RSV: what is it, and why are child cases surging in the wake of COVID?
Hospitals in the UK are seeing a rise in children suffering from severe respiratory infections. This includes an unseasonal surge in an infection called the respiratory syncytial virus (RSV), in children as young as two months old. It has resulted in growing numbers of hospital admissions for bronchiolitis, a lung inflammation similar to bronchitis.
So why is RSV, considered a winter illness, peaking in the summer of 2021? Simply put, restrictions put in place for preventing the spread of COVID-19 held back other respiratory viruses too. As many countries are lifting these restrictions, many respiratory diseases are spreading again.
RSV is a common respiratory pathogen – so common in fact that nearly all of us are infected with it by the age of two. For the vast majority of people, this virus causes a mild disease resembling a heavy cold, with runny nose and cough. These symptoms normally resolve without treatment within a week or two.
However, in approximately one in three children, RSV can cause bronchiolitis, an inflammation of the bronchioles, the smallest tubes in our lungs. This restricts the airways, and patients experience raised temperatures and difficulty breathing, often making a wheezing sound when drawing air.
While bronchiolitis can often be dealt with without much more than fluids and paracetamol, it can sometimes develop into a serious illness. If a young person’s breathing becomes severely restricted, symptoms can worsen, causing temperatures over 38C, blue lips and increased difficulty breathing.
In young children, this may result in refusing feeds and dry nappies for long periods. This is when many parents rightly make the decision to take their child to hospital. Very young children – those in their first months of life – are the most susceptible to hospitalisation due to having smaller airways.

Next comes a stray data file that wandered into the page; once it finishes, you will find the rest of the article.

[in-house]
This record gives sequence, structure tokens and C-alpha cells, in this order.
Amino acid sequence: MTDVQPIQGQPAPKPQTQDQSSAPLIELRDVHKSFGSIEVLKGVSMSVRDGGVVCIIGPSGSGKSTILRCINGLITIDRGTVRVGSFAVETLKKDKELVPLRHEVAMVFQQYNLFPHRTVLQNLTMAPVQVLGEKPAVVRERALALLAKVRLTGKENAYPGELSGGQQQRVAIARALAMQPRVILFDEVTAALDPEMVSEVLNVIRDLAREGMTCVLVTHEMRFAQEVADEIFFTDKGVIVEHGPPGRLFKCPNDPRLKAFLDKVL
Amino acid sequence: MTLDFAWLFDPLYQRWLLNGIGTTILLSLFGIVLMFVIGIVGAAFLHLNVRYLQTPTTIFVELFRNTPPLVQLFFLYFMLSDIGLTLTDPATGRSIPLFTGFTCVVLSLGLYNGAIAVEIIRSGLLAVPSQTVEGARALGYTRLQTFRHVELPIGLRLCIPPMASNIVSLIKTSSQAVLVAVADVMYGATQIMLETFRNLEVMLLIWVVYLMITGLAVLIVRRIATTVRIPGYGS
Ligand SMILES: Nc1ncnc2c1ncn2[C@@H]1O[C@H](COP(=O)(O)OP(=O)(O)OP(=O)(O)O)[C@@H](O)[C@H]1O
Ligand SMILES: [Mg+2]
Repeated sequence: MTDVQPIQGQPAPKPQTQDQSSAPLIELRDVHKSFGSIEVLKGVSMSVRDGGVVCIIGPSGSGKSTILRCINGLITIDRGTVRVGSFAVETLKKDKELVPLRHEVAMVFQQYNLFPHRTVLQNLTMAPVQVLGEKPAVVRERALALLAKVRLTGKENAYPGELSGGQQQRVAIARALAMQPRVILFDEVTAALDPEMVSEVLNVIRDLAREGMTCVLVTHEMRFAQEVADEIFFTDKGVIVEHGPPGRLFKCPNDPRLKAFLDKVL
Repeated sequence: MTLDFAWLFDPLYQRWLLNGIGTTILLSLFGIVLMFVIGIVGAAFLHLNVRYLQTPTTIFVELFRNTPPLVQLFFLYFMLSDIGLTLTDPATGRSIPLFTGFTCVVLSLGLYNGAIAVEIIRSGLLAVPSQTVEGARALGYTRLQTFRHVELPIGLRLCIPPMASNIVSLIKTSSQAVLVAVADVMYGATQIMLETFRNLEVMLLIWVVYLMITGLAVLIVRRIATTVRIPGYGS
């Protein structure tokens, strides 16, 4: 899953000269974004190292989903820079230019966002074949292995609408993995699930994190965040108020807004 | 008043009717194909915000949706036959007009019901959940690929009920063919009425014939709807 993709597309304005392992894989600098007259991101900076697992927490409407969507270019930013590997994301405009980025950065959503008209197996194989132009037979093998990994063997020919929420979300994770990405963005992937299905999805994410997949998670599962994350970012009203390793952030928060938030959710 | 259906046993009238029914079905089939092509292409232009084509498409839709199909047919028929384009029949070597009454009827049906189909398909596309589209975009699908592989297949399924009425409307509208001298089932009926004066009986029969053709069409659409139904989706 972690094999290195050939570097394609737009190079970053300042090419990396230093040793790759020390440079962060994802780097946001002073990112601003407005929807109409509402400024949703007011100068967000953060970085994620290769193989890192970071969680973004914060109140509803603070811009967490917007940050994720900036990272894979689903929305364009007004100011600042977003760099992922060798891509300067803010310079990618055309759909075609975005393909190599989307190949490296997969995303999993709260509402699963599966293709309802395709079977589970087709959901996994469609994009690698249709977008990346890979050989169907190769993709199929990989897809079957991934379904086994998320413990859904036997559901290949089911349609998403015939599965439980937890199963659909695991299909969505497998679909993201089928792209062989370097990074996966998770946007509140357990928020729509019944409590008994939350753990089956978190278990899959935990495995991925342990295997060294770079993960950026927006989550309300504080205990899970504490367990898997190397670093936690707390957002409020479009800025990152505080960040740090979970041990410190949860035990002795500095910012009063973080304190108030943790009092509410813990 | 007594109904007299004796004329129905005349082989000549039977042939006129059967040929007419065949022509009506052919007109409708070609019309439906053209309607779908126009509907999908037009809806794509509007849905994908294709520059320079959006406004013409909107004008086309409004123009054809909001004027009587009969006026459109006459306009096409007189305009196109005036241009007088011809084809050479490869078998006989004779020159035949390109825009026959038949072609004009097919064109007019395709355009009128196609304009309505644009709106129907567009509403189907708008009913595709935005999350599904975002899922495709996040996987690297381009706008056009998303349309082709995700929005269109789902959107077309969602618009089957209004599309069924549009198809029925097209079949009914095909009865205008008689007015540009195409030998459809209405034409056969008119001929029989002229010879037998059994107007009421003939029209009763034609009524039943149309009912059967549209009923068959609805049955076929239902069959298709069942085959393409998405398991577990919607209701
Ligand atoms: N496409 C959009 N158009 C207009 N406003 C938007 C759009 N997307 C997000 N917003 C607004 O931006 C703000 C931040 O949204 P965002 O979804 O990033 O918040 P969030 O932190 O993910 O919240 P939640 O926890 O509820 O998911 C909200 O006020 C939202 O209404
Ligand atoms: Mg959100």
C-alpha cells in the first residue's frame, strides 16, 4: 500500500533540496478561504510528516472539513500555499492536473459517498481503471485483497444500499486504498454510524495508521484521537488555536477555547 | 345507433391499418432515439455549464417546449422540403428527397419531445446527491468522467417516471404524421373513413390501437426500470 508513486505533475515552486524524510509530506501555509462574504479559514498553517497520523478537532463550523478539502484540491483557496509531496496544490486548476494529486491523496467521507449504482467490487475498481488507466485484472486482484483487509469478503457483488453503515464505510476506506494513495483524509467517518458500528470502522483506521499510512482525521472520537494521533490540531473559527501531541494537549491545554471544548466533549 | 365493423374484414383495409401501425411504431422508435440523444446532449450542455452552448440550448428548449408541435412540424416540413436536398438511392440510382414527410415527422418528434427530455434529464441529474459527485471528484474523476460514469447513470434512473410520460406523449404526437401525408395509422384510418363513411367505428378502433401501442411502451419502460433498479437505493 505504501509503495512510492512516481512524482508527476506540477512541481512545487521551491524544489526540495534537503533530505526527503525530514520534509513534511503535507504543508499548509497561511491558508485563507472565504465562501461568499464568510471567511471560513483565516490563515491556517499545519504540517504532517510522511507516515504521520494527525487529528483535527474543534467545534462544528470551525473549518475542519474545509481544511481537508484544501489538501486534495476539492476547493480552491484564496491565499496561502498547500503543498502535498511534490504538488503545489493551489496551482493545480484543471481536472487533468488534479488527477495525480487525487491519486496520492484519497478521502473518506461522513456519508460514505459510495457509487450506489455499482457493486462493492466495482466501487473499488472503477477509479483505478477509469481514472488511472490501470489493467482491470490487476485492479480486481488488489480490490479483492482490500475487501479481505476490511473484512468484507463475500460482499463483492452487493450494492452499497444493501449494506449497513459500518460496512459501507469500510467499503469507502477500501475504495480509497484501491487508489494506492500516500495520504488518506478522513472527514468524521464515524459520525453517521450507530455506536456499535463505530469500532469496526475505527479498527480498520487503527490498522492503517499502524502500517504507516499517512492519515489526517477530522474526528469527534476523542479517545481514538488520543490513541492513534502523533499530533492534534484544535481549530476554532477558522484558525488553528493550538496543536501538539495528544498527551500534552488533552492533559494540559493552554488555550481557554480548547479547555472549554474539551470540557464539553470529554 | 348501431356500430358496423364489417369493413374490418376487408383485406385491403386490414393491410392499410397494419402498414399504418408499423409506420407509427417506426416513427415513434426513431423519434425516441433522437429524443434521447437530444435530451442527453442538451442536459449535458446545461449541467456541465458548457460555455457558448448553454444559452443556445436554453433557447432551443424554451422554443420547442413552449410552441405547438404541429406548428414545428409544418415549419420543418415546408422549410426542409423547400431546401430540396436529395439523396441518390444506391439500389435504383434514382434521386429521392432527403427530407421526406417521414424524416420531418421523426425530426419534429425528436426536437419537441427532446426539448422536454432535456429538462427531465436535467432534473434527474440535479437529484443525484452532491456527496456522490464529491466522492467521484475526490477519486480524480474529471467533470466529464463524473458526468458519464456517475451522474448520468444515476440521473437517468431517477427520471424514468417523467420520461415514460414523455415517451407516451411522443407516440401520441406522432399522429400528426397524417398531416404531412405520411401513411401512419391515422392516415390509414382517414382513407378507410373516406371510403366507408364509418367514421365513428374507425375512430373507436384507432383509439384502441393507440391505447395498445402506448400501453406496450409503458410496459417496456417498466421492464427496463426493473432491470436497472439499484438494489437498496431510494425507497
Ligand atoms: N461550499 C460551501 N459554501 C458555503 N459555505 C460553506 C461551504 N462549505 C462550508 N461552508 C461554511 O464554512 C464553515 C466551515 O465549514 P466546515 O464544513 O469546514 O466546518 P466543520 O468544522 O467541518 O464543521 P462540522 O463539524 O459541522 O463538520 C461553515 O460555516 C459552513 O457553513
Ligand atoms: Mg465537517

While most cases can be controlled, bronchiolitis is sometimes fatal. Approximately 3.5 million children globally each year are hospitalised, with around 5% of these cases sadly resulting in death.
It would appear that COVID responses like increased hand washing, mask wearing, and reducing close contact between people led to a greatly diminished flu season in winter 2020-21. The same was true for RSV, with studies reporting 84% fewer hospitalisation due to bronchiolitis in northern hemisphere countries than in previous years. Dramatic reductions were also noted in Australia. Now the opposite is happening, affecting a whole year of newborns who won’t have encountered many respiratory viruses while restrictions were in place.
We don’t know why some children infected with RSV experience mild symptoms and others fall gravely ill. Many risk factors associated with severe RSV illness have been identified, including age (one-month-olds are at highest risk), gender (males are statistically more at risk than females), environmental factors like smoke exposure, underlying lung diseases, and some genetic factors.
Despite this knowledge, it is still not possible to definitively identify which children will develop bronchiolitis. However, in some countries, individuals are identified as high-risk through these known risk factors and are given prophylactic treatments.
As with all infectious agents, a robust immune response is key to clearing the infection. We know that high quantities of neutralising antibodies (including maternal antibodies and antibody treatments such as palivizumab) are protective of severe illness. Yet immunity to RSV isn’t complete or particularly long-lasting, as most of us are reinfected throughout our lifetimes. This is part of the reason why, despite monumental efforts from many research groups, there are no vaccines currently available.
In addition, our immune systems can sometimes cause damage to our bodies when attempting to clear an infection. With RSV, certain immune responses have been shown to enhance disease severity and have been linked to the development of asthma. Due to the widespread nature of both RSV and asthma in the UK, the connection between the two is widely studied, including in the Wellcome Trust-funded Breathing Together project on which I am currently working.
Any treatment or vaccine for RSV has to tread a fine line of being beneficial in terms of clearing the infection but without producing negative effects. Mistakes have been made in the past, with previous attempts at an RSV vaccine in the 1960s resulting in children falling severely ill.
But with RSV immunity being far better researched and understood now, vaccines are at least in development. Several are currently in clinical trials in the hope that we can finally protect all children from RSV-induced bronchiolitis.
Grace C Roberts works for Queens University, Belfast and receives funding from the Wellcome Trust.